Floss Your Way To Fabulous

Tips on flossing and keeping your teeth and gums healthy.

Candy canes, gingerbread men and hot chocolate are not only hard to resist, but also hard to avoid this time of year.

Moms and Dads will be reminding their kiddies to brush extra during this time of year but should they be reminding them to floss, too?

It is very important to floss at least once a day to remove food trapped between the teeth and the film of bacteria that forms to keep a healthy mouth. Around the holidays it is especially important not to forget to floss as all the sugar can damage your enamel causing dental cavities and tooth decay.

Just because you can’t see it doesn’t mean it’s not there. Like our friend the Grinch hiding on top of Mount Crumpit, the harmful bacteria in our mouths cannot always be seen. This complex bacterial ecosystem is to blame for tooth decay and gingivitis, the early stage of gum disease. Even if you’re not one to get food stuck in your teeth it is still crucial to floss as it is the only effective way to remove the bacteria and plaque from in between your teeth.

Now that I’ve convinced you to floss for at least the month of December, let’s review some technique. Is it better to floss before or after brushing? It is my professional opinion that there is no difference between flossing before or after brushing. But it is my personal preference to floss first and brush second so that I am able to remove the debris and then brush and rinse,”  

The official American Dental Association agrees with my point of view in that flossing before or after brushing does not matter. However, flossing before you brush allows for fuller coverage and penetration of the fluoride in your toothpaste to the spaces in between your teeth.

While Christmas only comes once a year, flossing comes once a day. Is it better to floss in the morning or at night? Flossing before bed can render the best results. While asleep, conditions for oral bacteria growth are most favorable. It is because of this fact that flossing at night is advisable.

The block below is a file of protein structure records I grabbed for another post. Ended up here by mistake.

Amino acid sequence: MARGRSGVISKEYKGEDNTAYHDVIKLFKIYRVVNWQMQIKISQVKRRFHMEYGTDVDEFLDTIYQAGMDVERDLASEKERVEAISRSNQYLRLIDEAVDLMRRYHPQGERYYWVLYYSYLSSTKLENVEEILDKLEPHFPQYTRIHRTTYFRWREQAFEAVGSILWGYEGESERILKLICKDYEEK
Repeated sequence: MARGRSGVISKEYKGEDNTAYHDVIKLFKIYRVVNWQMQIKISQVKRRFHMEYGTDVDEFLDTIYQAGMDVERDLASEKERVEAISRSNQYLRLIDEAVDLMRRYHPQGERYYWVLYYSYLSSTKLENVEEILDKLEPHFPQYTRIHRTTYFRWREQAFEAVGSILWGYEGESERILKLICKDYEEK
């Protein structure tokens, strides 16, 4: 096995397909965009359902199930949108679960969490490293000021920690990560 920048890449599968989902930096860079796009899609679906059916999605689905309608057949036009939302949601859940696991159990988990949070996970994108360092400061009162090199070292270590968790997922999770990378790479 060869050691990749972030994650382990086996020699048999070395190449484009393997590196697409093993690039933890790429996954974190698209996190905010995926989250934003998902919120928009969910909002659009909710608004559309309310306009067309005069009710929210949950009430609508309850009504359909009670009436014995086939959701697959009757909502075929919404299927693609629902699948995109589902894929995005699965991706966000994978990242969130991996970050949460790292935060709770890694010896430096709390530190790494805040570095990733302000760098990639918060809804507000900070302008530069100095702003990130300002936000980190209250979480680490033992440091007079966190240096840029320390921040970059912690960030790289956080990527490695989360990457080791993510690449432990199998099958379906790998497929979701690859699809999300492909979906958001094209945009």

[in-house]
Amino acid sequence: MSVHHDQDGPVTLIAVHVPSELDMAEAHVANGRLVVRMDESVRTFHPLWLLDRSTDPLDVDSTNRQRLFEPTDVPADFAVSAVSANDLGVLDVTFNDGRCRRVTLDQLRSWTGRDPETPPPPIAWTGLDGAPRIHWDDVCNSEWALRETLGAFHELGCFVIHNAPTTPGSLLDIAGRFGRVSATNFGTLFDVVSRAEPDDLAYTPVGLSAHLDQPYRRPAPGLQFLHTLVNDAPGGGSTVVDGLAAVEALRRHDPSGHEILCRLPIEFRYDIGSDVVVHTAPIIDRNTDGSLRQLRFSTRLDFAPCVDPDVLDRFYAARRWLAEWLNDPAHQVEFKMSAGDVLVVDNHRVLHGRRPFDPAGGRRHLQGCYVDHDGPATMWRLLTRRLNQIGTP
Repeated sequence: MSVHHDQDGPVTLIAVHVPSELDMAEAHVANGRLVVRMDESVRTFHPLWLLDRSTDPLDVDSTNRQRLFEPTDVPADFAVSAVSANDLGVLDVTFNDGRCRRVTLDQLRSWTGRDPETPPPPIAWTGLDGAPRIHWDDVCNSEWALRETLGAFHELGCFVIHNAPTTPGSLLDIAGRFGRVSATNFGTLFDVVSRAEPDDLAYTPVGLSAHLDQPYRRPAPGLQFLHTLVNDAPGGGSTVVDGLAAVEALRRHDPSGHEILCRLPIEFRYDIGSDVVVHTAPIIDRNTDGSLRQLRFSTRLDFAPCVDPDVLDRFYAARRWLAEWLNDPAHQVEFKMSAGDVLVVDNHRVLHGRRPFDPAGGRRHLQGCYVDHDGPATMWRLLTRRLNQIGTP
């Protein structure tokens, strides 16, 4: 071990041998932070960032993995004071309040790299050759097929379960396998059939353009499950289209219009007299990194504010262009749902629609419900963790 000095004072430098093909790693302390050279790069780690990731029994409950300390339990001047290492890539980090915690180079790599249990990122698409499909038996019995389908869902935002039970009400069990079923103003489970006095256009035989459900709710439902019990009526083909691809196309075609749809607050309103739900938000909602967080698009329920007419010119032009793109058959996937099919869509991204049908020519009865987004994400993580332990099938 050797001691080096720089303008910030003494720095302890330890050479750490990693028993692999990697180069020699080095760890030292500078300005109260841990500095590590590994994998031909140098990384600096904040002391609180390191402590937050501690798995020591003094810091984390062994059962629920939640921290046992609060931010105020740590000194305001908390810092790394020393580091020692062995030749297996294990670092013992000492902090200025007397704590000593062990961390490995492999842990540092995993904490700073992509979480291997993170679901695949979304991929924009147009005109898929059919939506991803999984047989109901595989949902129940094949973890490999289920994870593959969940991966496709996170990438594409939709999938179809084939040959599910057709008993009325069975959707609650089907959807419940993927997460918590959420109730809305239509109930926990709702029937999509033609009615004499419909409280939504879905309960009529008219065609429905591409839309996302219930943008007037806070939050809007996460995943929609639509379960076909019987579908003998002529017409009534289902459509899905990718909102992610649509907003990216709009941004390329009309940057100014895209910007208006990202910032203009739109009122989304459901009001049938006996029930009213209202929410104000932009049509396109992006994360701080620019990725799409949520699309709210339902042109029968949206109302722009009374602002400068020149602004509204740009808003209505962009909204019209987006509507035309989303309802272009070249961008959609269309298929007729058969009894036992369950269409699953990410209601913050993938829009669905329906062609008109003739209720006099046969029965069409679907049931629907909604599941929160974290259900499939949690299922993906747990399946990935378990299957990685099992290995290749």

Some of my patients say that they prefer to floss at bedtime because they have more time and they like feeling their mouth is nice and clean before hopping into bed for a good night’s rest. If adding the time it takes to floss to your morning or night time routine is your issue there is no harm in flossing your top teeth in the morning and bottom teeth at night, as long as you don’t forget.

Even if you have the willpower to resist all the tasty holiday treats, if you don’t you’ll have more to worry about than getting coal in your stocking. So, if all you want for Christmas is to keep your two front teeth, it’s time to make flossing a part of your daily routine.

This post is contributed by a community member. The views expressed in this blog are those of the author and do not necessarily reflect those of Patch Media Corporation. Everyone is welcome to submit a post to Patch. If you'd like to post a blog, go here to get started.

Melissa Secore December 29, 2012 at 02:23 PM
Floss 1st, Brush 2nd. At least I have a strategy now... Weird how it only takes 30 seconds but I keep blocking it out.
Matt T January 04, 2013 at 11:13 AM
Yeah, same here, Melissa. Flossing needs to become a part of my daily teeth cleaning routine.
Anne Lawrence September 16, 2013 at 01:23 PM
My dentist in Etobicoke (http://www.eastmalldental.com) also says that it doesn't matter whether you floss before or after brushing. I'm with you, though, in that I like doing it beforehand.


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